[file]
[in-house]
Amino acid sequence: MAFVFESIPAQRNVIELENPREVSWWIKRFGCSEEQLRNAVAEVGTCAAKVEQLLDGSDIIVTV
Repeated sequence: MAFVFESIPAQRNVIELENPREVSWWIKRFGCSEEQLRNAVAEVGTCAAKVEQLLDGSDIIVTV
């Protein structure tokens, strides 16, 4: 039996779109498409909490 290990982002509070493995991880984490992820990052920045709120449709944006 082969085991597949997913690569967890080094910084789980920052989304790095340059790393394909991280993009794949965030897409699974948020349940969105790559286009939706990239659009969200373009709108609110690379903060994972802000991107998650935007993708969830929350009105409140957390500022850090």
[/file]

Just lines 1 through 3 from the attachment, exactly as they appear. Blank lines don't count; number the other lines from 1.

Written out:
[in-house]
Amino acid sequence: MAFVFESIPAQRNVIELENPREVSWWIKRFGCSEEQLRNAVAEVGTCAAKVEQLLDGSDIIVTV
Repeated sequence: MAFVFESIPAQRNVIELENPREVSWWIKRFGCSEEQLRNAVAEVGTCAAKVEQLLDGSDIIVTV